More evidence has emerged that makes the Sony Pictures hack look similar to a suspected attack on South Korean companies over a year ago. And a spokesperson for the North Korean government, rather than denying his country’s involvement, is playing coy as the damage to Sony appears to be growing daily.
When contacted by the BBC, a spokesperson for North Korea’s mission to the United Nations said, "The hostile forces are relating everything to [North Korea]. I kindly advise you to just wait and see."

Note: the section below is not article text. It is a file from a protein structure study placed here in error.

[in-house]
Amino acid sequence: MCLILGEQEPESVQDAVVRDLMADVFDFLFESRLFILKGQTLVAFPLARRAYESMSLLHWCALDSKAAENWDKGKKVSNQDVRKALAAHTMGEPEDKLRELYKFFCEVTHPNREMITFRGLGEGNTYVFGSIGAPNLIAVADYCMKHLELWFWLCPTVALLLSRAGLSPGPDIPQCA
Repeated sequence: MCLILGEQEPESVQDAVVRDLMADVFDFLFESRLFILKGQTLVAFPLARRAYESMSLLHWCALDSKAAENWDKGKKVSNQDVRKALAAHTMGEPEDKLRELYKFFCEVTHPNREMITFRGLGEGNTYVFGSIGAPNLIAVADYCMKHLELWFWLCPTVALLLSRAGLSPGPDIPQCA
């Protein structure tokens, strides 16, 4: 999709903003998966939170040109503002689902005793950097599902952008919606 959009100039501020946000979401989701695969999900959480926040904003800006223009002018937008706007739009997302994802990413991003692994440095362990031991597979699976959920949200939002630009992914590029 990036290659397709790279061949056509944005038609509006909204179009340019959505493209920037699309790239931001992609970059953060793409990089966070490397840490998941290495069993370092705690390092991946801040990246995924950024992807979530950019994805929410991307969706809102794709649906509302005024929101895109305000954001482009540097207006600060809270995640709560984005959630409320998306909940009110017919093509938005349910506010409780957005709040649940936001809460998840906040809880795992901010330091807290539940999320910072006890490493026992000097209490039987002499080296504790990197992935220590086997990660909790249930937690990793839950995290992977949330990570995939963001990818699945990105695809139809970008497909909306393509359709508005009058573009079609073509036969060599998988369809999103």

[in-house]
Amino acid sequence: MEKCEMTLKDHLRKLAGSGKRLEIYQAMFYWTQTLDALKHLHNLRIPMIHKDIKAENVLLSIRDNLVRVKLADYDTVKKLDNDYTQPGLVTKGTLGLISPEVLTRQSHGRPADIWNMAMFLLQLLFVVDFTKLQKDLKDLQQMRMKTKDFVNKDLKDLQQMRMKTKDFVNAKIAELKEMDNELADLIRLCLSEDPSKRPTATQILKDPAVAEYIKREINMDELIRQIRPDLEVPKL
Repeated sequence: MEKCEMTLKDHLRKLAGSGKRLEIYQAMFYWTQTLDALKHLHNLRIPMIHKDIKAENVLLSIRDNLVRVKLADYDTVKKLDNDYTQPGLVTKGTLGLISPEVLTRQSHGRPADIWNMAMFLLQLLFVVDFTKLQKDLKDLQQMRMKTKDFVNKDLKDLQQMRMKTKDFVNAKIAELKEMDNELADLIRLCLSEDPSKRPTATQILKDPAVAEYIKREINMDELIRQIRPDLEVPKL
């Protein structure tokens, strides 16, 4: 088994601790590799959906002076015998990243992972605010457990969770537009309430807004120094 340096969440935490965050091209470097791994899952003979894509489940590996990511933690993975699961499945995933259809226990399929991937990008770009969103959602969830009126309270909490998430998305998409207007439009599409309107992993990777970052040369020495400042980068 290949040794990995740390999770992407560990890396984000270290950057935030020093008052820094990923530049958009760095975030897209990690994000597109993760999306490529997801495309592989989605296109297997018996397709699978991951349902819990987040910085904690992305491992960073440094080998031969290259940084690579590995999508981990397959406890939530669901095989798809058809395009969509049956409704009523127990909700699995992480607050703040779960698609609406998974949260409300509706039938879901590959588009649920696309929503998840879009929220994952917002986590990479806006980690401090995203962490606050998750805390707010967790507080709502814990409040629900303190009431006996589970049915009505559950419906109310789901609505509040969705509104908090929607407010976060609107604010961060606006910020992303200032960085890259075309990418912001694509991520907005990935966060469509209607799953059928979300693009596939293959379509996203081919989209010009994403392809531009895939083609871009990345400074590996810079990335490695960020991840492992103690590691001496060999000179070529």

Sony Pictures’ computers were reportedly the victim of wiper malware which erased all the data on infected PCs and the servers they were connected to. As Ars reported yesterday, this is similar to the attack on two South Korean broadcasters and a bank that was launched in 2013. As security reporter Brian Krebs reports, the FBI sent out a “Flash Alert” to law enforcement warning of a cyber attacker using “wiper” malware this week—malicious software that erases the entire contents of the infected machine’s hard drives as well as the contents of the master boot record of the computer. The FBI shared a Snort intrusion detection signature for the malware file, and as Krebs noted, "the language pack referenced by the malicious files is Korean."